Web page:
Do you have gaps in your cyber security?

Utilities are frequently spread too thin to cover their security gaps.

Know your users, know your data

With cyber attacks rising from inside organizations, take action and secure your most valuable assets.

Top 10 considerations for your grid

Understand these 10 high-impact, energy and infrastructure security considerations.

The unrelenting high cost of a data breach

The Ponemon Institute’s 2017 Cost of a Data Breach study

Defend against a malware meltdown

Discover why protecting your nuclear power system is as vital as securing your grid.

Explore the catalog of IBM Security solutions

Learn more about IBM® QRadar®, IBM BigFix® and IBM Watson® for Cyber Security in IBM Marketplace.

10 grid security considerations for utilities

Renewables— the big green elephant:
What's your plan for green energy? Integrating renewable energy into the electrical grid requires better distributed sensing and computing, precision 4D weather prediction and more. This alone is cause for additional grid security concern, because the attack profile will grow larger, be more distributed and be less under the utility’s direct control.

Network security:
Utility networks typically have many soft targets requiring authentication and application security. Think about network security as a set of locks and alarms rather than a gateway.

Regulations and compliance:
Utilities have always operated in partnership with state, local and national government, with strong regulatory and compliance mandates. Expect increasing cyber security requirements in partnership with regulators—and stay on top of them.

IoT: Internet of Trust?
The smart grid is built on the Internet of Things (IoT)—sensors throughout the grid. The problem? Those sensors are potential attack vectors. And the more sensors you have, the more sensors you need to trust. New approaches like trust brokers might be required as utilities incorporate sensors and data from outside their traditional SCADA systems.

"You shall not pass.":
Utilities and their critical infrastructure require an identity and access management architecture that moves beyond simple passwords. Truly effective security requires password expiration, integrated revocation, logon event alerts and, for extreme sectors such as nuclear, physical tokens. And coming soon? Blockchain for added verification and security.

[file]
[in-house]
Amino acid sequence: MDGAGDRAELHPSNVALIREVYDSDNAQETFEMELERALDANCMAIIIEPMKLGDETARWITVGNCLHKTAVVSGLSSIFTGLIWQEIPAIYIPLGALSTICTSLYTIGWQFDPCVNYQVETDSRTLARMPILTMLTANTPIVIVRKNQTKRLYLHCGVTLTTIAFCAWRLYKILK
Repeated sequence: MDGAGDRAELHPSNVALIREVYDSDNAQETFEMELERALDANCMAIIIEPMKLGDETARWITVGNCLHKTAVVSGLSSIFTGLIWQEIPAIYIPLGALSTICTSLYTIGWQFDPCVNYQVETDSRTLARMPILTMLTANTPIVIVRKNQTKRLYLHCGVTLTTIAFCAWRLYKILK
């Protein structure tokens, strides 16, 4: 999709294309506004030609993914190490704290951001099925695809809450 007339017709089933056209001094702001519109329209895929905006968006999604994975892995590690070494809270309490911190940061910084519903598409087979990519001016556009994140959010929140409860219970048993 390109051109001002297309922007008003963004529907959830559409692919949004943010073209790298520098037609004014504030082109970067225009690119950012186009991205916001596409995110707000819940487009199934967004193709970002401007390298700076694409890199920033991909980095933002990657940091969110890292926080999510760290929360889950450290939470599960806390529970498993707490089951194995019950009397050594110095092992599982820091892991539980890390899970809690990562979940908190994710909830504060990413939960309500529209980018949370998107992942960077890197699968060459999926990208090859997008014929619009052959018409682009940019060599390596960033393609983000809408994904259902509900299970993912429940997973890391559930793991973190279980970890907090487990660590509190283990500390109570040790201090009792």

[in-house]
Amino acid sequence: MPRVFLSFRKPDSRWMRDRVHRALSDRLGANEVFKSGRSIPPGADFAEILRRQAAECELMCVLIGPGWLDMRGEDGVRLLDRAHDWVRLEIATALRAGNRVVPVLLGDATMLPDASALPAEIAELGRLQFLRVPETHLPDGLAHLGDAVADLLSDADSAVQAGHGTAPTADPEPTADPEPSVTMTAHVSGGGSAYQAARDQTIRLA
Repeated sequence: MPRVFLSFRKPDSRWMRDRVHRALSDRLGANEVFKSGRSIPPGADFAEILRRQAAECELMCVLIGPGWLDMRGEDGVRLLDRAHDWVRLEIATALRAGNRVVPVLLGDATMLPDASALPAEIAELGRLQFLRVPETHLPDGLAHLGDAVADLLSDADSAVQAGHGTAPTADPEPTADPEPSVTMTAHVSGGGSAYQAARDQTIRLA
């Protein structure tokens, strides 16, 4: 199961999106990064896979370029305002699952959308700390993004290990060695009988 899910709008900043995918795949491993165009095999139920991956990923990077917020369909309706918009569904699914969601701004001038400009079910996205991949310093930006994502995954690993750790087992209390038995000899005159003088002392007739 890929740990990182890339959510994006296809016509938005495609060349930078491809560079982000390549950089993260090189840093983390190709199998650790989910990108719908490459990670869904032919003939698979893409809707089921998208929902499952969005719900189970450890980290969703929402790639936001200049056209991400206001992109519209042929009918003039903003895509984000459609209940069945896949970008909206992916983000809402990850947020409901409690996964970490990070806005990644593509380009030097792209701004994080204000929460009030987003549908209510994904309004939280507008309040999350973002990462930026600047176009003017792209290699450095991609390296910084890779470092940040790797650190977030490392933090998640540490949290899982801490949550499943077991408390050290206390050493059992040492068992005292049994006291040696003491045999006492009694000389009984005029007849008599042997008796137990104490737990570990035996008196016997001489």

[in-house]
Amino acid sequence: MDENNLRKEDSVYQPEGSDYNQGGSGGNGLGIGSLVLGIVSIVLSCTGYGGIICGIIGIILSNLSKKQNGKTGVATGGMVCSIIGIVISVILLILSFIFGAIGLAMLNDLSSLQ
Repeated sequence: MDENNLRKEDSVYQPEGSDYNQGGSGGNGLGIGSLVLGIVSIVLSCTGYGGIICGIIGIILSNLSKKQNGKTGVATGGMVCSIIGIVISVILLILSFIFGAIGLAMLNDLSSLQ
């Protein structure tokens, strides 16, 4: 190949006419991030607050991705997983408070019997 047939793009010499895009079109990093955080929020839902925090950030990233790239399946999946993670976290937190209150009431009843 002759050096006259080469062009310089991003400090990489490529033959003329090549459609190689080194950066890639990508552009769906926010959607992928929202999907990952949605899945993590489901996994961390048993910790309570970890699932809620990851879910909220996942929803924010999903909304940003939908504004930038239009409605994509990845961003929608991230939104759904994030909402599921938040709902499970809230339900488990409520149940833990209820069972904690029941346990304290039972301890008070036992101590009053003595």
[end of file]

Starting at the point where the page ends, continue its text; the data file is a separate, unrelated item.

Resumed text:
Smart, smarter, smartest—surprised:
As utilities deploy multiple smarter systems, coordination between these systems becomes critical for risk management and security. Uncoordinated intelligent systems can do things that are locally correct but contribute to a system-wide failure. Examine all your systems with an integrated perspective so you're not surprised with bad news.

Pulverized programming:
With so many APIs and cloud services being deployed by utilities, IT professionals need to carefully scrutinize the security posture of the software and cloud services being used. Consider the layers of internet isolation and obfuscation in cloud internal networks, look at infrastructure-as-a-service (IaaS) and hybrid cloud, investigate internal managed security services (MSS) and think of cloud resiliency as a reduction of cyberthreats.

Physical grid security:
Cybersecurity is cool, but physical security remains key in an asset-intensive industry like energy and utilities. Think about how to supplement your physical security staff and procedures with cognitive computing’s visual recognition capabilities.

Keep in mind the dynamic nature of your utility's supply chain. Threats change. And responses should be re-evaluated often so that each department—IT, security, purchasing—understands who's responsible for what. In other words, regularly review all those accountable for maintaining the trust chain for your utility.

Big, bad data:
More sensor data is good—unless it is attacked between the field and the analytics. Bad data influencing operator actions on critical systems can also cause problems. For sensor data, improved algorithms and analytics can help with detection. Think of security as another dimension of the asset. And better training, combined with error-detection tools for code development, can help keep your risk profile low.

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